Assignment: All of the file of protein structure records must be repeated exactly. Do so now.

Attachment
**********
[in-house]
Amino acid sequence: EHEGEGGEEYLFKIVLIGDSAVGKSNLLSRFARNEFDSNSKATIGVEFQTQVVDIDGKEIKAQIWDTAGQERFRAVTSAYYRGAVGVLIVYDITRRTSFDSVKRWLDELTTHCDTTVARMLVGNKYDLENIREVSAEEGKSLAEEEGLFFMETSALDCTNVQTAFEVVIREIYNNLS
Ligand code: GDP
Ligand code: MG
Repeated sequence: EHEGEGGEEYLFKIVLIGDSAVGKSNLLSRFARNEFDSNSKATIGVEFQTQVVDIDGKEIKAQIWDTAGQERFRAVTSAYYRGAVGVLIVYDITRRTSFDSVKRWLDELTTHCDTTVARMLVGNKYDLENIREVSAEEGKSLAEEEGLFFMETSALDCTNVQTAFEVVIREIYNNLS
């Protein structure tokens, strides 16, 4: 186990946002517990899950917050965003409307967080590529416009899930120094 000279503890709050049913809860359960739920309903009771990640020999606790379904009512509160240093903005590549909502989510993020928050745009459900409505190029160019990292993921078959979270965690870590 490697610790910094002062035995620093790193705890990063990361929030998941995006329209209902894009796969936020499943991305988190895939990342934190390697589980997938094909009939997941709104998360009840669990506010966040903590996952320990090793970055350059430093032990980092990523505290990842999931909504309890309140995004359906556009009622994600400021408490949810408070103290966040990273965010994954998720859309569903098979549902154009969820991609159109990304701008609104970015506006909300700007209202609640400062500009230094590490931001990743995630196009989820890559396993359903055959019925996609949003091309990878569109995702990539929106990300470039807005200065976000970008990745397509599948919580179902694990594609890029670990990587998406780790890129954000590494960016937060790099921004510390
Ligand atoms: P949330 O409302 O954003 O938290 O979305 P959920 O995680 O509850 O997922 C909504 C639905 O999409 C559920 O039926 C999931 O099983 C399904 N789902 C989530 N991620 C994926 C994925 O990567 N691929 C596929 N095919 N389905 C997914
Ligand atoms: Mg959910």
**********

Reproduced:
[in-house]
Amino acid sequence: EHEGEGGEEYLFKIVLIGDSAVGKSNLLSRFARNEFDSNSKATIGVEFQTQVVDIDGKEIKAQIWDTAGQERFRAVTSAYYRGAVGVLIVYDITRRTSFDSVKRWLDELTTHCDTTVARMLVGNKYDLENIREVSAEEGKSLAEEEGLFFMETSALDCTNVQTAFEVVIREIYNNLS
Ligand code: GDP
Ligand code: MG
Repeated sequence: EHEGEGGEEYLFKIVLIGDSAVGKSNLLSRFARNEFDSNSKATIGVEFQTQVVDIDGKEIKAQIWDTAGQERFRAVTSAYYRGAVGVLIVYDITRRTSFDSVKRWLDELTTHCDTTVARMLVGNKYDLENIREVSAEEGKSLAEEEGLFFMETSALDCTNVQTAFEVVIREIYNNLS
């Protein structure tokens, strides 16, 4: 186990946002517990899950917050965003409307967080590529416009899930120094 000279503890709050049913809860359960739920309903009771990640020999606790379904009512509160240093903005590549909502989510993020928050745009459900409505190029160019990292993921078959979270965690870590 490697610790910094002062035995620093790193705890990063990361929030998941995006329209209902894009796969936020499943991305988190895939990342934190390697589980997938094909009939997941709104998360009840669990506010966040903590996952320990090793970055350059430093032990980092990523505290990842999931909504309890309140995004359906556009009622994600400021408490949810408070103290966040990273965010994954998720859309569903098979549902154009969820991609159109990304701008609104970015506006909300700007209202609640400062500009230094590490931001990743995630196009989820890559396993359903055959019925996609949003091309990878569109995702990539929106990300470039807005200065976000970008990745397509599948919580179902694990594609890029670990990587998406780790890129954000590494960016937060790099921004510390
Ligand atoms: P949330 O409302 O954003 O938290 O979305 P959920 O995680 O509850 O997922 C909504 C639905 O999409 C559920 O039926 C999931 O099983 C399904 N789902 C989530 N991620 C994926 C994925 O990567 N691929 C596929 N095919 N389905 C997914
Ligand atoms: Mg959910």